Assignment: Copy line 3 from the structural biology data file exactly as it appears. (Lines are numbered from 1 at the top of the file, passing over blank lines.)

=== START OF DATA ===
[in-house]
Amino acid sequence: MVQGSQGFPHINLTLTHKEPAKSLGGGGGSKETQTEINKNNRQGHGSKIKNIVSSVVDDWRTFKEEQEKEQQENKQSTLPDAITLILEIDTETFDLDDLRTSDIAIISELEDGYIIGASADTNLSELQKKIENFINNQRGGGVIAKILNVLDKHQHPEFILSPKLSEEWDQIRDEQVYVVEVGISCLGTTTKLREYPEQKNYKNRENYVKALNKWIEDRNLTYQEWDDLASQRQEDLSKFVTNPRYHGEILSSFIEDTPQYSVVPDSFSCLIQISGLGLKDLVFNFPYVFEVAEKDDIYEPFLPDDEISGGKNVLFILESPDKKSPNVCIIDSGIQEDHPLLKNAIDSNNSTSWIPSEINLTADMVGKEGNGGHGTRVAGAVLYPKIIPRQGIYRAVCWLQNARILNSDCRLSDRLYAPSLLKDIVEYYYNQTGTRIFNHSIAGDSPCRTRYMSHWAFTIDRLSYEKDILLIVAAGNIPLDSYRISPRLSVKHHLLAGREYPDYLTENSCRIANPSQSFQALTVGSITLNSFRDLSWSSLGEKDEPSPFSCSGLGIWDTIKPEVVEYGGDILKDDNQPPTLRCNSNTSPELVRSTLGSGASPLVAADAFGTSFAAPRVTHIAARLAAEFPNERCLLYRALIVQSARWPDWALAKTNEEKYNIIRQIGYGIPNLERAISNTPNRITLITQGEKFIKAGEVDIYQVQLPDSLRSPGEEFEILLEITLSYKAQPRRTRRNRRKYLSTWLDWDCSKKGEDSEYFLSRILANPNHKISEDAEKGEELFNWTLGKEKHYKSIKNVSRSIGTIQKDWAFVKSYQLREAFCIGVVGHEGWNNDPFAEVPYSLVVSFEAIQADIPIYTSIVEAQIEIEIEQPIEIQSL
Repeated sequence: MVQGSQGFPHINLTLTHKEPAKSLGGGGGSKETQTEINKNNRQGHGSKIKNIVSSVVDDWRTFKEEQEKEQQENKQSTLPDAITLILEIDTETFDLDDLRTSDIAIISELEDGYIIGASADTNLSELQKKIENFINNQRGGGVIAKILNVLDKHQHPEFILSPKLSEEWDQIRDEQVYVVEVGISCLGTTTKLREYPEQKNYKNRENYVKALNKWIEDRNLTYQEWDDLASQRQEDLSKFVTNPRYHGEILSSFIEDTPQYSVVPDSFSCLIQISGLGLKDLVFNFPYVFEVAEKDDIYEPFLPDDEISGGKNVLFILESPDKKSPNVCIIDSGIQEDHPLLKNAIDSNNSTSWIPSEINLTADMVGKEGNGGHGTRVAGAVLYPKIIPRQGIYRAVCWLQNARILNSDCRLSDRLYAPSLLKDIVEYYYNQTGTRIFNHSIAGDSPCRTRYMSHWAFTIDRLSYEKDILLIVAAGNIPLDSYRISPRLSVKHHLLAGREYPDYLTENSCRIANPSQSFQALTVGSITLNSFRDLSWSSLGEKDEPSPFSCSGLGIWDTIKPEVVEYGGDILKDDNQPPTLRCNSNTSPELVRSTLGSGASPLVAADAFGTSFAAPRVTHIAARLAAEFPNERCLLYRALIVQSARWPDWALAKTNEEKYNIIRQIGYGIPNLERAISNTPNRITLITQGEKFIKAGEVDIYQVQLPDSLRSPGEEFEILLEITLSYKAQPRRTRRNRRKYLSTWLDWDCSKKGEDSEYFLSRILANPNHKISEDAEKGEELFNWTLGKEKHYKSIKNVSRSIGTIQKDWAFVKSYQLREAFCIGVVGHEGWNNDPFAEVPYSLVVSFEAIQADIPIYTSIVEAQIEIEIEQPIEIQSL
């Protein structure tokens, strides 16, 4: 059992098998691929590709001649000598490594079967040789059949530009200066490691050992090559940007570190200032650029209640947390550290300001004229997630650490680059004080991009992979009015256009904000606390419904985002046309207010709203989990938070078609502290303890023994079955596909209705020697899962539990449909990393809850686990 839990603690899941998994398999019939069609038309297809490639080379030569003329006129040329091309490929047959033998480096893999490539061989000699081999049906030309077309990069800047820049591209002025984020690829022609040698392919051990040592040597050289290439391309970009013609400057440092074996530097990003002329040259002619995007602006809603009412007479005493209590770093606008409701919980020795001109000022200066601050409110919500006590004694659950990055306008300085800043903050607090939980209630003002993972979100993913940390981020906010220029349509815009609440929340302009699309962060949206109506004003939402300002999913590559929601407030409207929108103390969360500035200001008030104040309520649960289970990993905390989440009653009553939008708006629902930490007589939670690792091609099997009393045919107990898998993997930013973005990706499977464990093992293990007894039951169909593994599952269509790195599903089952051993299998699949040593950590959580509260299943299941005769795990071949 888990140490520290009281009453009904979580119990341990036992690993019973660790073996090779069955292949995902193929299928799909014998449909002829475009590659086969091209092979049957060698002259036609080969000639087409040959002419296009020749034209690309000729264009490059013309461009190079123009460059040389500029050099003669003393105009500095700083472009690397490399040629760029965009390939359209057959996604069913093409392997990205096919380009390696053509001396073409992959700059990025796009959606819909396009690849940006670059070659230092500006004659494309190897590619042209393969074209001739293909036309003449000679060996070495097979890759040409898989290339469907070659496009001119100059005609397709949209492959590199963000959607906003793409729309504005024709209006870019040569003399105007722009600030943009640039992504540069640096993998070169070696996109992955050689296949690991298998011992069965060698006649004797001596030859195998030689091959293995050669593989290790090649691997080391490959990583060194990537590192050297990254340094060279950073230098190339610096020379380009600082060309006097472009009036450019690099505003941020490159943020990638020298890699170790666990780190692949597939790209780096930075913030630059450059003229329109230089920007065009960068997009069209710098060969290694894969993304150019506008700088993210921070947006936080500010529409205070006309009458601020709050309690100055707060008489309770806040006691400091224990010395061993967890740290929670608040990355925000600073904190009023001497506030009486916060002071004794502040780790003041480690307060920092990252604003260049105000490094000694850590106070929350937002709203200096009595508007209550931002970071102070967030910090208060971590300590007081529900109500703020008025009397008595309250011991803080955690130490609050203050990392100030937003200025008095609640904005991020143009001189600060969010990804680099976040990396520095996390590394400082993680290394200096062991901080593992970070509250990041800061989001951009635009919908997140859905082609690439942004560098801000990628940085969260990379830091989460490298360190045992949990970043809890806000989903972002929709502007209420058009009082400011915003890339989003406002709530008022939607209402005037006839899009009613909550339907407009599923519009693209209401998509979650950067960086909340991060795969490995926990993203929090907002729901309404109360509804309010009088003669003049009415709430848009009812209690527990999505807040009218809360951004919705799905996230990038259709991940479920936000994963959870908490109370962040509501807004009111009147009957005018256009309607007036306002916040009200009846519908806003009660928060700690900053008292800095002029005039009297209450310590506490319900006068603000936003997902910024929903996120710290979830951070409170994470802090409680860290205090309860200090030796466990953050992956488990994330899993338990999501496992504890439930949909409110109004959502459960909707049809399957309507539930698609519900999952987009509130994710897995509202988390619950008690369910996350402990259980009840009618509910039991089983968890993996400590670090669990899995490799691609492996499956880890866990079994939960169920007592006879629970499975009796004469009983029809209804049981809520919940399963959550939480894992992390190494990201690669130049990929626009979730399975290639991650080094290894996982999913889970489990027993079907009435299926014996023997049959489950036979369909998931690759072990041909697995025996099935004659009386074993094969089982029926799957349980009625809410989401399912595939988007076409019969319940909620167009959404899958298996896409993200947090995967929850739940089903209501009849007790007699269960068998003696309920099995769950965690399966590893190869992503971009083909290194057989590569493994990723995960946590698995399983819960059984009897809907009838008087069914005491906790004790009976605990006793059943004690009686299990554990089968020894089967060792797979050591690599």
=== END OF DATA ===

Repeated sequence: MVQGSQGFPHINLTLTHKEPAKSLGGGGGSKETQTEINKNNRQGHGSKIKNIVSSVVDDWRTFKEEQEKEQQENKQSTLPDAITLILEIDTETFDLDDLRTSDIAIISELEDGYIIGASADTNLSELQKKIENFINNQRGGGVIAKILNVLDKHQHPEFILSPKLSEEWDQIRDEQVYVVEVGISCLGTTTKLREYPEQKNYKNRENYVKALNKWIEDRNLTYQEWDDLASQRQEDLSKFVTNPRYHGEILSSFIEDTPQYSVVPDSFSCLIQISGLGLKDLVFNFPYVFEVAEKDDIYEPFLPDDEISGGKNVLFILESPDKKSPNVCIIDSGIQEDHPLLKNAIDSNNSTSWIPSEINLTADMVGKEGNGGHGTRVAGAVLYPKIIPRQGIYRAVCWLQNARILNSDCRLSDRLYAPSLLKDIVEYYYNQTGTRIFNHSIAGDSPCRTRYMSHWAFTIDRLSYEKDILLIVAAGNIPLDSYRISPRLSVKHHLLAGREYPDYLTENSCRIANPSQSFQALTVGSITLNSFRDLSWSSLGEKDEPSPFSCSGLGIWDTIKPEVVEYGGDILKDDNQPPTLRCNSNTSPELVRSTLGSGASPLVAADAFGTSFAAPRVTHIAARLAAEFPNERCLLYRALIVQSARWPDWALAKTNEEKYNIIRQIGYGIPNLERAISNTPNRITLITQGEKFIKAGEVDIYQVQLPDSLRSPGEEFEILLEITLSYKAQPRRTRRNRRKYLSTWLDWDCSKKGEDSEYFLSRILANPNHKISEDAEKGEELFNWTLGKEKHYKSIKNVSRSIGTIQKDWAFVKSYQLREAFCIGVVGHEGWNNDPFAEVPYSLVVSFEAIQADIPIYTSIVEAQIEIEIEQPIEIQSL